A study from three members of Stanford University’s Department of Mechanical Engineering found that lovebirds (Agapornis roseicollis) can rotate their heads up to 2,700 degrees in a single second. This allows the birds to maintain their gaze even while executing complicated, turn-on-a-dime, flight maneuvers. Furthermore, it was discovered that the birds are able to coordinate head motion and gaze direction with the flapping of their wings so as to minimize the time that their wings obscure their vision. While this is particularly useful for lovebirds who are fortunate enough to remain in a “dense and cluttered environment like a forest” where “proximity information about tree trunks and branches is essential” the abilities are, of course, also present in the birds who are confined in a university laboratory where PVC piping is the only available perching place.
Now this is all very interesting and it might, for some people in some small measure, increase the amount of respect conferred on the birds. But animal experimenters are quite skilled at tolerating the cognitive dissonance that must seemingly occur when their experiments confirm something remarkable about the the animals in their labs. Experimenters often justify initial experiments by talking about benefits that are purportedly conferred on animals but will almost inevitably call for even more experiments on even more animals regardless of their results. In short, if one didn’t already respect lovebirds it is difficult to understand how precisely quantifying their head rotation would prompt such respect.
Indeed, in the present case, the authors do not bother to suggest that a greater respect for animals may result from their experiment. The study received funding from the Human Frontier Science Program (grant RGP0003/2013) and the Office of Naval Research (grant N00014-10-1-0951). In the abstract for the HFSP grant, experimenters include half a sentence on one putative benefit for animals predicting that “results from these experiments will have implications for the design of bio-inspired aircraft and of bird-friendly, man-made structures such as wind farms” [emphasis added]. It is debatable how “bird-friendly” a wind farm might be but it should be noted that there is no mention of bird-friendly anything in the published study; in the published study we learn that their findings “can inspire more effective vision-based autopilots for drones.” The purpose of the Office of Naval Research grant has been summarized as follows: “to develop a bird-sized, unmanned aerial vehicle (UAV)…capable of navigating both urban and forest environments using vision-based control.” This explains the interest and the money provided by the military.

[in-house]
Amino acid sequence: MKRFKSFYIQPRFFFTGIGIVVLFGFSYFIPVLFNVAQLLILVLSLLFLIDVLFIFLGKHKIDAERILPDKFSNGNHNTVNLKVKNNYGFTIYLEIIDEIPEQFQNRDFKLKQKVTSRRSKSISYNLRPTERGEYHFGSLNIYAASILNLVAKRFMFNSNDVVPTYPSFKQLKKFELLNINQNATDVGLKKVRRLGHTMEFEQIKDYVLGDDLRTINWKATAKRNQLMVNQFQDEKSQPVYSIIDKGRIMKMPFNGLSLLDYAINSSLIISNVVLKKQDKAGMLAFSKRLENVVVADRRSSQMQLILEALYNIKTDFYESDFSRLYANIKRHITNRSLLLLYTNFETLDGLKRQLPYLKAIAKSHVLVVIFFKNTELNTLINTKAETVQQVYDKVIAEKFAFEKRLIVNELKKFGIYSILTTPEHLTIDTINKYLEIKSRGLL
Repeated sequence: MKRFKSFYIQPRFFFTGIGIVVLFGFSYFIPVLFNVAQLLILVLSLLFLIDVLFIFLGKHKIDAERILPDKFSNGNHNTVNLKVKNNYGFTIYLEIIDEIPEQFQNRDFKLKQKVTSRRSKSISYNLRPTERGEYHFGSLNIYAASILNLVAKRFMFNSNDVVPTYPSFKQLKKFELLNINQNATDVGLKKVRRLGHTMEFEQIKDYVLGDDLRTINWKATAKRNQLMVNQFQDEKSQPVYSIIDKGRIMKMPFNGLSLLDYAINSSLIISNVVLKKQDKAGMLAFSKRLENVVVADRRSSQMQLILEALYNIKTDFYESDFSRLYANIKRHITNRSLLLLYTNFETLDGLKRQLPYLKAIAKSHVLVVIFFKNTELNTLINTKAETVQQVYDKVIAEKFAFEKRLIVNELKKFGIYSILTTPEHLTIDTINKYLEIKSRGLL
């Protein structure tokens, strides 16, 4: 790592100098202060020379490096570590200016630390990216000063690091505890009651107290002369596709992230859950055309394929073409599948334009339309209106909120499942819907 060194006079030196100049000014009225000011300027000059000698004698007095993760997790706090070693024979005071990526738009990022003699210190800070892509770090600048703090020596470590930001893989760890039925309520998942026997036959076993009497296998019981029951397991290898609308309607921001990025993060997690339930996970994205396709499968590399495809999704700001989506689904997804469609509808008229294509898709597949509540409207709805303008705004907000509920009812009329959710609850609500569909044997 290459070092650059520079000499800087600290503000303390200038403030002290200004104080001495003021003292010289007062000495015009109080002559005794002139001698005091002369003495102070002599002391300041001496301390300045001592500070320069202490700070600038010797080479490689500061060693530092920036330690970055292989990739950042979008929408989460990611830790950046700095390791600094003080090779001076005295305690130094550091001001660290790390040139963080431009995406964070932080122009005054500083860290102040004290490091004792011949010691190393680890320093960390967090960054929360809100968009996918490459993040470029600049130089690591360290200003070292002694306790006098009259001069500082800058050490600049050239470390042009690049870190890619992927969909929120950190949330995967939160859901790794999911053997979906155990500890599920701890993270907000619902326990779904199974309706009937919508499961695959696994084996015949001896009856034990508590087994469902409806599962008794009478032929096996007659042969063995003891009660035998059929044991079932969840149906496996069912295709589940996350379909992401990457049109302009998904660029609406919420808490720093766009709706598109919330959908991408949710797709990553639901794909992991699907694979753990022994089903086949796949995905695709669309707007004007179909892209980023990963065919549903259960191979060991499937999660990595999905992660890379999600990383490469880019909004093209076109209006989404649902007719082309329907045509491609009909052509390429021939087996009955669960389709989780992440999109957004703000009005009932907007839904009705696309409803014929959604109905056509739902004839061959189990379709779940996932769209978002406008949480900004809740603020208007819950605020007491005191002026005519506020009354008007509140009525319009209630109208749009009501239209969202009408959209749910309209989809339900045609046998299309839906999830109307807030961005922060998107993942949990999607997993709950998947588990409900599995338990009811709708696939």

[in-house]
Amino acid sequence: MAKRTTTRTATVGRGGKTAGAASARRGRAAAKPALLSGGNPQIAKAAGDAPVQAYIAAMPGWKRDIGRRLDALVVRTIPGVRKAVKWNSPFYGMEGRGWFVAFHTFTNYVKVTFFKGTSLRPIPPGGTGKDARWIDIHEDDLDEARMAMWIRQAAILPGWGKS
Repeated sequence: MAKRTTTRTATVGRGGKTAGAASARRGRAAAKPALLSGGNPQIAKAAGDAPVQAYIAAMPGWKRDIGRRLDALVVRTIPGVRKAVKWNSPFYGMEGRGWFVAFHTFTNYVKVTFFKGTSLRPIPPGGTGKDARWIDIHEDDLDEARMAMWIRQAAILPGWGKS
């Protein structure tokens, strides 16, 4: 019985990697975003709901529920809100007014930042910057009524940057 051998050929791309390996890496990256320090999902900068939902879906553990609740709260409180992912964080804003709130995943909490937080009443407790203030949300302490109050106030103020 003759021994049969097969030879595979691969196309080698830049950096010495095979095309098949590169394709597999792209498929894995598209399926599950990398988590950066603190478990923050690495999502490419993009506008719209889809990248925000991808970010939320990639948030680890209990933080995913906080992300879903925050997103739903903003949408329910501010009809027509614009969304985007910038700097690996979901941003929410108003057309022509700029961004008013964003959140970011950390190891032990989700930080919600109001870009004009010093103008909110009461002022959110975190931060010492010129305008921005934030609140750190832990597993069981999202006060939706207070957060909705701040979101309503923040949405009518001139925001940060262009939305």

That humans need to humble themselves enough to learn from other animals has been a point that has been repeatedly made on this blog but experimenting on captive lovebirds so as to design better drones isn’t really what I had in mind.